The severity of thunderstorms can be unpredictable, especially since they're typically accompanied by a combination of wind, rain, hail, and/or tornadoes. If you’re running errands or traveling in the midst of a thunderstorm, it’s best to take the necessary precautions in order to stay safe.
Is it safe to pump gas during a thunderstorm?
No, it’s not safe. The rain and thunder aren’t necessarily the problem- the lightning is. In the event that the lightning gets close enough to strike a pump or ignite fuel vapors, there can be an explosion or fire.
Nowadays, most gas stations are grounded with lightning rods so that if they’re struck, the energy is diverted into the ground and away from the pumps. In ideal situations, this will prevent an explosion or electrocution. Unfortunately, that’s not always the case. There have been times when high voltage lightning bolts took the path of least resistance and jumped circuits, causing an explosion anyway.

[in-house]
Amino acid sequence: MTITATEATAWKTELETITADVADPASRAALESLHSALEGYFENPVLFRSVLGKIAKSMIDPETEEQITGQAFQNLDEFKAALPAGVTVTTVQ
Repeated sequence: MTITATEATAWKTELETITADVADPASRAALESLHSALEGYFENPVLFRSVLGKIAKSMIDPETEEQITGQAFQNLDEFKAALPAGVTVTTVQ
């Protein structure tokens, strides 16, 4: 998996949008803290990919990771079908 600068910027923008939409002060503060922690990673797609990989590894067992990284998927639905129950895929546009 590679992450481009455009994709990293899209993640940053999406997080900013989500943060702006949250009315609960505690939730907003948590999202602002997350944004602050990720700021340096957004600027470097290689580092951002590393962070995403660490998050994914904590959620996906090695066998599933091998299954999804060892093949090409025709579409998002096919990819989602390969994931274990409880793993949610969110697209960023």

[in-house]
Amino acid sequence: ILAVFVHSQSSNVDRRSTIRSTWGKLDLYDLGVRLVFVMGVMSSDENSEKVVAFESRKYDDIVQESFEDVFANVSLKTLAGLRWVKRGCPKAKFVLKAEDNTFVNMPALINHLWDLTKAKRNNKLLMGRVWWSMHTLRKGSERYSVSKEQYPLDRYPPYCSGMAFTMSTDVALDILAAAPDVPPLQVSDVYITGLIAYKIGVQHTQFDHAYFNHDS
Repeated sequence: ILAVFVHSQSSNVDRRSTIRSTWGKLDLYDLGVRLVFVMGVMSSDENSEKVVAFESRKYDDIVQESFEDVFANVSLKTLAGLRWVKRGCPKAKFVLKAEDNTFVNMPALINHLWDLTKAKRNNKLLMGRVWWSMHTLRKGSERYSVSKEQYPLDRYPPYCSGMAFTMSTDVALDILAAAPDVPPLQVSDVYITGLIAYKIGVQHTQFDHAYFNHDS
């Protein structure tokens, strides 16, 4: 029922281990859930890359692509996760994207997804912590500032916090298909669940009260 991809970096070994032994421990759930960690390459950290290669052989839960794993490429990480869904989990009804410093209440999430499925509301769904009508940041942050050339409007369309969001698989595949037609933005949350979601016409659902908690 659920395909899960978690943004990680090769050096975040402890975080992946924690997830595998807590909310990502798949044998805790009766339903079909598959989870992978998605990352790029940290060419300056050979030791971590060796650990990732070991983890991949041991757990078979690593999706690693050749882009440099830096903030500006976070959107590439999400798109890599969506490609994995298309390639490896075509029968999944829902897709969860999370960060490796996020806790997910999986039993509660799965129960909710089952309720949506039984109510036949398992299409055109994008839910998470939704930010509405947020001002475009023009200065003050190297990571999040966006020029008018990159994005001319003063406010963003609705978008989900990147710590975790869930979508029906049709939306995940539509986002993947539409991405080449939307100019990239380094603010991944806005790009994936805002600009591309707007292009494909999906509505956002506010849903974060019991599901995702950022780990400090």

Take a look at what happened in Florida in 2018.
Even though it’s not common for gas stations to get struck by lightning, it’s better to be safe than sorry and wait until the storm passes before fueling up. It’s important to keep in mind that metal objects conduct electricity. This means that much of the equipment found in gas stations (like propane tanks) are prone to get struck. Your best bet is to stay away from them.
Can you pump gas when it’s raining?
Yes, rain alone isn’t going to harm you or your car while you’re pumping gas. The only concern would be to make sure water doesn’t get into your tank. Opt for a pump that is located under a roof or protect it under an umbrella (it sounds silly, but do what you gotta do!)
Tips for pumping gas safely
- TURN OFF THE ENGINE WHEN YOU GET TO THE PUMP.
This might prevent an accidental fire.
- WAIT OUTSIDE OF THE CAR WHILE THE PUMP IS FUELING.
If you get back in and out of your car, you might generate static electricity which can cause a spark when you go to remove the nozzle from the filler inlet. The spark has the potential to start a fire if it comes into contact with the vapors from the gasoline.
- DO NOT OVERFILL THE TANK.